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Op-Ed: AFL Grand Final 2021 – Start biting your nails now, this will be epic

Australian Rules football is two hours of stop/start high-intensity contact sport every week against 17 other 18-player teams who don’t like losing.

A man sits in front of the Harbour Bridge and Opera House in Sydney. People are still allowed out for exercise, shopping, health care and essential work. — © AFP
A man sits in front of the Harbour Bridge and Opera House in Sydney. People are still allowed out for exercise, shopping, health care and essential work. — © AFP

One of the reasons Aussie Rules fans don’t believe there are any other types of football is about to happen. The Australian Football League Grand Final clash between the Dees (Melbourne Demons) and Dogs (Western Bulldogs, formerly Footscray) is likely to terrify the nation.

(For foreign readers who have missed the meaning of life and don’t know anything about AFL – It’s a great game to play, but you’ve got to be very good indeed.

Australian Rules football is two hours of stop/start high-intensity contact sport every week against 17 other 18-player teams who don’t like losing. AFL players don’t wear armor and there’s no “offside” in Aussie Rules. You can and will be tackled from any direction on the ground and in the air.

In the air, you may find yourself competing with up to about five 200lb+ guys the size of basketballers who know the ball belongs to them. One guy, Royce Hart, spent more time in the air than on the ground. He played for over 10 years, and the sky was pretty crowded that decade.

You can play marbles with your feet at the World Cup or do the usual highly paid, highly padded 15 minutes in the Super Bowl if you like. We don’t consider that to be any form of football. We see that sort of game as more like knitting, but much less dangerous and far less interesting.)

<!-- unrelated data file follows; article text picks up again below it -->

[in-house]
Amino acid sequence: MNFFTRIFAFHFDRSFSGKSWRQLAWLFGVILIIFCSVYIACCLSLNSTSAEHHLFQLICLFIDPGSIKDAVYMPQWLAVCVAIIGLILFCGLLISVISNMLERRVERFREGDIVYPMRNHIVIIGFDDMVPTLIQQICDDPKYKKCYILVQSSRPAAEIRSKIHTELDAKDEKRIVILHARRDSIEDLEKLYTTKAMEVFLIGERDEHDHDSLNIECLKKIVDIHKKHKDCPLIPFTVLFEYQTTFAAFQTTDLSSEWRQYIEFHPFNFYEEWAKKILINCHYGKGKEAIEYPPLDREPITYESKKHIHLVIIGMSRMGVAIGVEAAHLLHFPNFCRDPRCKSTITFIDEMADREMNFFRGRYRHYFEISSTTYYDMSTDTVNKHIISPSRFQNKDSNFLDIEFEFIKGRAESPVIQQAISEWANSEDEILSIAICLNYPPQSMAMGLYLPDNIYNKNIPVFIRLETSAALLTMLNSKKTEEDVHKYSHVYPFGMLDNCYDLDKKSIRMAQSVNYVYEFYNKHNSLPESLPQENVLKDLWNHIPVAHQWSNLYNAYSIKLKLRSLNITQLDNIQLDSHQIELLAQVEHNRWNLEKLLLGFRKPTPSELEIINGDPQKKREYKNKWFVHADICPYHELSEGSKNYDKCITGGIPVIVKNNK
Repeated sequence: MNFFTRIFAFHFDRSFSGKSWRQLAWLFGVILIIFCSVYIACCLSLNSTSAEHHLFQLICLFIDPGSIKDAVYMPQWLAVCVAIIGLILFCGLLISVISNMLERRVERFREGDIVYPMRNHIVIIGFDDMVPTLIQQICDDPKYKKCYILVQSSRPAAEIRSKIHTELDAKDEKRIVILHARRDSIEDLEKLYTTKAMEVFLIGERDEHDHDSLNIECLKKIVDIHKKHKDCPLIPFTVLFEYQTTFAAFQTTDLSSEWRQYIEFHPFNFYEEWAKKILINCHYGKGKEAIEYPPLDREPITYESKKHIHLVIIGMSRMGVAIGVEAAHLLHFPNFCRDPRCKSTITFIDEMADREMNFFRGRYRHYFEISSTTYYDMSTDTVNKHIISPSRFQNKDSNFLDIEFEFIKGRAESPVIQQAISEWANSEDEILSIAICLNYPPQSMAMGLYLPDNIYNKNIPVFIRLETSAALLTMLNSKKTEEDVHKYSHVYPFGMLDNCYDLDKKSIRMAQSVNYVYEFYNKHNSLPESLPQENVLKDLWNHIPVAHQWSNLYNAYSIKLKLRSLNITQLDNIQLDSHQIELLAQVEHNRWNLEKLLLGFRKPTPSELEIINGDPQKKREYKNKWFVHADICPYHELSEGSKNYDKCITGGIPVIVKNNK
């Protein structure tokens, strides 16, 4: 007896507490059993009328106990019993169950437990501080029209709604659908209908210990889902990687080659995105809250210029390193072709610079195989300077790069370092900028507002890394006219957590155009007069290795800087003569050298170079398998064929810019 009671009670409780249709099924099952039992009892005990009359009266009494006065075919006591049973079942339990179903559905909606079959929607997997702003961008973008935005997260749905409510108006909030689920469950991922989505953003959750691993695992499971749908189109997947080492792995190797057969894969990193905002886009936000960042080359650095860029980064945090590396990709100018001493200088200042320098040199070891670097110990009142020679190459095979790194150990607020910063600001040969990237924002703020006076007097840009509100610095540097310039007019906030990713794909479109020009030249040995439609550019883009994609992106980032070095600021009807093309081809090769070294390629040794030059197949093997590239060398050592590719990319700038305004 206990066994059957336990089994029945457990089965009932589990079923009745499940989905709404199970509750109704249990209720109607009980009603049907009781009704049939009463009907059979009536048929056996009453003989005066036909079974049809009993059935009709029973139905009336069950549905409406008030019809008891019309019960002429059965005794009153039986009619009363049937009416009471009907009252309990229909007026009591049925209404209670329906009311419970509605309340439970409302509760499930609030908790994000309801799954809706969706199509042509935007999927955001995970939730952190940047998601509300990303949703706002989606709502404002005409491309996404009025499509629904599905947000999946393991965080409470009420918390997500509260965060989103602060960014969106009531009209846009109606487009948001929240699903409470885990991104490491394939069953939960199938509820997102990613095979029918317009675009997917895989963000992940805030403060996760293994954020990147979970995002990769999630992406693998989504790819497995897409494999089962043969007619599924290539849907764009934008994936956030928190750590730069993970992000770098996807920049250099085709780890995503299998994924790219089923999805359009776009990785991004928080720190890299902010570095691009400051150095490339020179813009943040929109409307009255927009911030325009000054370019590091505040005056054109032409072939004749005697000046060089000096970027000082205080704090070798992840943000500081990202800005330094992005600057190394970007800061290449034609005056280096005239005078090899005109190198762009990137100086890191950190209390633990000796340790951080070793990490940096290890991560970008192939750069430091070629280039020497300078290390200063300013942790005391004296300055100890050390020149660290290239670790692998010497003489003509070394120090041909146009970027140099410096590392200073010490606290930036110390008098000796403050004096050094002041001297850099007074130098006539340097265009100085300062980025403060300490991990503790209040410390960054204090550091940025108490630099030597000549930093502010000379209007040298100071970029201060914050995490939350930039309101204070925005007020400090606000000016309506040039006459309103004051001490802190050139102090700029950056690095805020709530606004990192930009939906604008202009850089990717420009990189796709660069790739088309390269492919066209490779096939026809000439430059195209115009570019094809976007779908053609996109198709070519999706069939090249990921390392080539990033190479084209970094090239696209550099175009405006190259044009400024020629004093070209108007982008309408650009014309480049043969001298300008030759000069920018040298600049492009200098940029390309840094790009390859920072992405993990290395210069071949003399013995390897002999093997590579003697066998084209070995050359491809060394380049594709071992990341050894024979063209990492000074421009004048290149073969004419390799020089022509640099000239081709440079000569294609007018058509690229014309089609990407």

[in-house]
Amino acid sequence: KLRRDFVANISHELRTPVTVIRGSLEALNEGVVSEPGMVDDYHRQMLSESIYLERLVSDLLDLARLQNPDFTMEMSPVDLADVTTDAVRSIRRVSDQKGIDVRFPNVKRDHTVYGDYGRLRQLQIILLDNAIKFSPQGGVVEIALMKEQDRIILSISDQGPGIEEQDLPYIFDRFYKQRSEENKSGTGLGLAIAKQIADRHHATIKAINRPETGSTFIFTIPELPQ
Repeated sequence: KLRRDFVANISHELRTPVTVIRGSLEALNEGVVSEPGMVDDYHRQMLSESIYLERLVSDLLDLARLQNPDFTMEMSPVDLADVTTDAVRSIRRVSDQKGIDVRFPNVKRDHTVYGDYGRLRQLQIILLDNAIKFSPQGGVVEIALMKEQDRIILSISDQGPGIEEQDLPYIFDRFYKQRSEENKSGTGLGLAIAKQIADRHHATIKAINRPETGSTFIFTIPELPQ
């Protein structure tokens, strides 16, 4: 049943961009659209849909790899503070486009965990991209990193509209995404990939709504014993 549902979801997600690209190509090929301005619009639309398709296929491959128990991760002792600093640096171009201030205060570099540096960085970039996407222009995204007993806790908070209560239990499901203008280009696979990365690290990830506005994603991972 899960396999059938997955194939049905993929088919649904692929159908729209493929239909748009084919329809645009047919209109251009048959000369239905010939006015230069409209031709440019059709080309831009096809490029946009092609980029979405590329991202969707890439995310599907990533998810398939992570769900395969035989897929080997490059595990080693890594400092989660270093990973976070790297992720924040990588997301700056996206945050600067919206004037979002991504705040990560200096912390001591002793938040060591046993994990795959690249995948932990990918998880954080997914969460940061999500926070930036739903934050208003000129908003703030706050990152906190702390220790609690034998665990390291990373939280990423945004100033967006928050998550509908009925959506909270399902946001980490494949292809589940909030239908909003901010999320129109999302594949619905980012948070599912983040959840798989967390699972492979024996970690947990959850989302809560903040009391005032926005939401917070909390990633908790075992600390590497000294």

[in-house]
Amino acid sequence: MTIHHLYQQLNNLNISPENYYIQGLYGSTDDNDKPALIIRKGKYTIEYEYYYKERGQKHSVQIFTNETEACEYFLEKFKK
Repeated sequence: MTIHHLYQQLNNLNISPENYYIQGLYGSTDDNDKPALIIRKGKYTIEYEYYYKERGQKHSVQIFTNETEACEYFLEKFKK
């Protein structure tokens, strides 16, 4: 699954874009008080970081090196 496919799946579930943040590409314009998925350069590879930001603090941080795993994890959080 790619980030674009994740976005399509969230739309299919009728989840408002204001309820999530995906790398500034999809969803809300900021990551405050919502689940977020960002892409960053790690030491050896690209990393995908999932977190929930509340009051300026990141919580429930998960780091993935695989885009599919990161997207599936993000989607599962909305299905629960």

Both teams are coming off seemingly easy wins against top-liners. The Dees wiped out an uncharacteristically lost Cats team on Friday. The Dogs beat the Power (Port Adelaide) in their characteristic role as underdogs.

There’s quite a lot at stake here. The Dees are after their first grand final win since 1964. The Dogs are after some further vindication as an always-tough, good team which puts up a hell of a fight in every game.

You have to wonder. The Dogs are as bad as Collingwood (that’s almost impossible) when it comes to beating top teams against all odds. They can win one game all season, and it’ll be against the team that wins the Grand Final. It looks like they beat the Power simply by playing their uncompromising style of game.

The Dees have reinvented themselves time and again, and finally made the final. The team that beat the Cats did a lot of good work, against a very good side. They simply outclassed them in that game, pretty convincingly.

The styles of the two teams are different enough. The Dogs have always been in-your-face-all-the-time. The Dees are fast, often slick, and against the Cats, they were very penetrant against a side which had a good defense all year. In fact, both teams beat teams with a better defense than their own during the season.

The big clash is likely to be on the ground, just getting the ball. The Dogs are famous as sloggers on the ground. Both teams won their last five games of the season.

Percentages are anyone’s guess and could mean anything for this game. The Dogs have more For, and more Against, points. The Dogs have a higher percentage; 132.8 vs 130.8. Melbourne has the best defense in the league in points against, the Dogs have the second-best attack.

The thing to know about AFL finals, however, is whether the wheels fall off.  “Invincible” teams do well until the final, then turn to jelly. Underdogs struggle all year, then suddenly become super-teams.

It’s almost as bad as the Melbourne Cup.

This year, it’s tougher than ever to pick a winner. These two teams have fought long and hard to get to the final. If both sides are on top of their game, there’s likely to be one point in it at the very end. It’ll be a fantastic game.

Written By

Editor-at-Large based in Sydney, Australia.

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